I have a confession to make … I want to be waterboarded. Is that sort of twisted?
I have real trouble believing that it is as bad as people make it out to be.
In fact, I did a quick search, and found a guy who got together with some friends so they could all waterboard each other. How’s that for an evening of fun?!
One of the comments on that post point out exactly what I suspect is the real reason waterboarding is considered “torture” by some: the people doing it to you are your enemies and so there is no way to “tap out.” In reality, then, the real horror of waterboarding is almost entirely psychological.
Jesus and Violence
So as I write the occasional post about how Jesus wants us to respond to various themes in our culture and society, I found myself wondering how Jesus would respond to the current question about waterboarding our enemies.
I wondered, “Would Jesus waterboard His enemies?”
But don’t laugh too quickly at such a ludicrous question.
Last week I published a post called “Does Jesus drown babies?” and much to my shock, I had a couple of people leave comments to the affirmative, saying that they love and worship a God from the Bible who not only drowns babies, but slaughters them as well. Go read their comments…
I was talking with my wife about this, and said, “This is one reason there are atheists. If a baby-slaughtering god is the type of god we Christians present to the world, then it is no wonder that people want nothing to do with him.”
In my opinion, if god is a baby-slaughtering god, then rejecting him and facing the punishment of his hell is a more righteous act than worshiping him. If god is like Molech or Baal, then the atheist who rejects such a god is more honorable and righteous than the Christian who worships him.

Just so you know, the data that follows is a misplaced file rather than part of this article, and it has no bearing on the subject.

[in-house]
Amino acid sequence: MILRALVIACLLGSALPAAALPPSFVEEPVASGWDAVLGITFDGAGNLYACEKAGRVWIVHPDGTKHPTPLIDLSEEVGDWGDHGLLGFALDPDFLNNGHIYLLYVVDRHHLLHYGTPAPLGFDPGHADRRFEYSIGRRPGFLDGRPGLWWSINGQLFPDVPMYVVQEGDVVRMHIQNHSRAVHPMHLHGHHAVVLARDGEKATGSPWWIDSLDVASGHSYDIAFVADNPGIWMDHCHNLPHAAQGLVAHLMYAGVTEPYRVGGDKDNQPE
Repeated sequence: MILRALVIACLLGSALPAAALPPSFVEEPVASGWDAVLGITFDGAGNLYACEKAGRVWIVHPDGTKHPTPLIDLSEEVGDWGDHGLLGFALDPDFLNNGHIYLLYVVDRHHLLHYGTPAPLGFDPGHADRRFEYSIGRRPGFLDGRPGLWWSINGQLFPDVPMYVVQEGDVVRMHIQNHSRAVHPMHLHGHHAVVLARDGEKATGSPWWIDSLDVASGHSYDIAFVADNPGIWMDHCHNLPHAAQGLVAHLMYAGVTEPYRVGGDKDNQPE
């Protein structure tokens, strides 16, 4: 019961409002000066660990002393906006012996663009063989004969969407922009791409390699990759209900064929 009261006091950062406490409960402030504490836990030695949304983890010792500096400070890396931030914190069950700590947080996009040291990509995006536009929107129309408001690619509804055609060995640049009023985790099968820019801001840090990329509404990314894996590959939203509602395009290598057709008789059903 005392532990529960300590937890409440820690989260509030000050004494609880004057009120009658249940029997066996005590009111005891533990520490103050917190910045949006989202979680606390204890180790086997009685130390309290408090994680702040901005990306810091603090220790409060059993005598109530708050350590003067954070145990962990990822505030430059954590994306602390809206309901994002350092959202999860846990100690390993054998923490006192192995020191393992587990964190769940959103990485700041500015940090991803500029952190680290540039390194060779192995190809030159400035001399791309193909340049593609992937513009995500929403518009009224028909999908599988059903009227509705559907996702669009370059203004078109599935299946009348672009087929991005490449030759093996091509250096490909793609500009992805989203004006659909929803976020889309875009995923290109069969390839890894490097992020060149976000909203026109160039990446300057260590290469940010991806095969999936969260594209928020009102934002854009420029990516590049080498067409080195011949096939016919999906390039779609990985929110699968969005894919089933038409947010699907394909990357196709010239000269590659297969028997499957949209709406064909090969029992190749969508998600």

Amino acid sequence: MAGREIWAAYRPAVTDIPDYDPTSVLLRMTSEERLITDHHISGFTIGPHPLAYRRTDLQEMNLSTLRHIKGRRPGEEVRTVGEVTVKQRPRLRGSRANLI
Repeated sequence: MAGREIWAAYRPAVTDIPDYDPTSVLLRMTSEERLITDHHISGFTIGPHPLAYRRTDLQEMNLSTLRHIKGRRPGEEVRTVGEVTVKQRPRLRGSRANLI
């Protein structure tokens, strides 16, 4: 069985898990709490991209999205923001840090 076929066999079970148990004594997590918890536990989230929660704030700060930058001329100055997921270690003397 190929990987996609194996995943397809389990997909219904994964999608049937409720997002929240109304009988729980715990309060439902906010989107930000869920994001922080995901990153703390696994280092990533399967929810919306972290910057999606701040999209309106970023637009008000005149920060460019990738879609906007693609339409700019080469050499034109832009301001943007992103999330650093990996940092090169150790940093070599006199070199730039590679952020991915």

But of course, I don’t believe that god is like Molech or Baal. I believe that God is like Jesus.
Jesus and Waterboarding
So anyway, this brings me back around to the seemingly-ludicrous question, “Would Jesus waterboard His enemies?”
Though there may be some Christians who would say, “Of course!” (Any of you out there? Please explain your position in the comments below!) I would answer the question negatively. I cannot imagine Jesus using “enhanced interrogation techniques” on his enemies, even if such techniques are primarily psychological.
Instead, it seems to me that Jesus would untie his enemy, hand him the bucket, and then get down on the waterboard himself, saying, “Go ahead. I forgive you.”
In fact, isn’t that exactly what Jesus did do in going to the cross?
We, who deserved to die for all the evil we have done in this world (and usually in the name of God), should have been the ones to go to one of the most painful and excruciating torture techniques invented by man – the Roman cross. But instead, Jesus got up there Himself and looked us in the face and said, “Go ahead. I forgive you.”
So would Jesus waterboard His enemies? Of course not. He would let them waterboard Him. And, they would likely kill him in the process. ⇦ Tweet that!
Jesus, Governments, and Waterboarding
Now, having said this, we must recognize that Jesus is not a government and a government is not Jesus. The question “Would Jesus waterboard?” is very different than “Should a government waterboard?” There is a vast difference (as Jesus and every New Testament author reveals) between the Kingdom of God and the kingdoms of this world.
The kingdom of God is lived out as individuals and small groups of Christ-followers practice the enemy-blessing example of Jesus. But since the kingdoms of this world are under the sway and dominion of the principalities and powers, we should not expect them to naturally adopt the values of Jesus.
As members of the Kingdom of God, we can (and should) call our human governments to a better and different way of living in relation to others, but we should recognize that change takes decades—even centuries!—to occur.